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Fas triggers an alternative, caspase-8-independent cell death pathway using the kinase RIP as effector molecule.
Cell death is achieved by two fundamentally different mechanisms: apoptosis and necrosis. Apoptosis is dependent on caspase activation, whereas the caspase-independent necrotic signaling pathway remains largely uncharacterized. We show here that Fas kills activated primary T cells efficiently in the absence of active caspases, which results in necrotic morphological changes and late mitochondrial damage but no cytochrome c release. This Fas ligand-induced caspase-independent death is absent in T cells that are deficient in either Fas-associated death domain (FADD) or receptor-interacting protein (RIP). RIP is also required for necrotic death induced by tumor necrosis factor (TNF) and TNF-related apoptosis-inducing ligand (TRAIL). In contrast to its role in nuclear factor kappa B activation, RIP requires its own kinase activity for death signaling. Thus, Fas, TRAIL and TNF receptors can initiate cell death by two alternative pathways, one relying on caspase-8 and the other dependent on the kinase RIP.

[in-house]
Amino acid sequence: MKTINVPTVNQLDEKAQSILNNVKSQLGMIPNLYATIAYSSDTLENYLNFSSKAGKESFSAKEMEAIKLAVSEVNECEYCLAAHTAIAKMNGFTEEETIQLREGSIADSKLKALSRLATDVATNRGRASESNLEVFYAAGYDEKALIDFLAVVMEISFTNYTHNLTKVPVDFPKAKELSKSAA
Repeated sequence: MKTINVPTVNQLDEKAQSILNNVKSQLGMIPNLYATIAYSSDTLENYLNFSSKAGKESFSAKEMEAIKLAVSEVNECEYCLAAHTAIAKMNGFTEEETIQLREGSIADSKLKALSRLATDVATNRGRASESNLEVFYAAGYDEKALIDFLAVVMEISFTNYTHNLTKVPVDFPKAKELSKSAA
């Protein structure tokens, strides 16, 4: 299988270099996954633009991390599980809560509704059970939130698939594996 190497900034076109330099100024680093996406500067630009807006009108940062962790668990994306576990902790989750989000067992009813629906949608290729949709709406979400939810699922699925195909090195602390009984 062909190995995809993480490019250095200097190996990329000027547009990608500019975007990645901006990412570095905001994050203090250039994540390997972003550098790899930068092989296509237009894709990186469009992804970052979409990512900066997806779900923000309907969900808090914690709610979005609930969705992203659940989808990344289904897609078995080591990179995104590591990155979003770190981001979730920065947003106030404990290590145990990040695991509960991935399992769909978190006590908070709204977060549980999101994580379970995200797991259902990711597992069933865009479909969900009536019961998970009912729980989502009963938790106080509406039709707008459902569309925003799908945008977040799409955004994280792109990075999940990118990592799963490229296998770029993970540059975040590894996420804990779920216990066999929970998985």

Adaptor Proteins, Signal Transducing, Animals, Antigens, CD95/metabolism, Apoptosis/physiology, Apoptosis Regulatory Proteins, Carrier Proteins/metabolism, Caspase 8, Caspase 9, Caspases/metabolism, Cell Death/physiology, Fas Ligand Protein, Fas-Associated Death Domain Protein, Humans, Jurkat Cells, Membrane Glycoproteins/metabolism, Mice, Mice, Inbred BALB C, Models, Biological, Necrosis, Proteins/metabolism, Receptor-Interacting Protein Serine-Threonine Kinases, Signal Transduction, T-Lymphocytes/cytology, T-Lymphocytes/metabolism, TNF-Related Apoptosis-Inducing Ligand, Tumor Necrosis Factor-alpha/metabolism
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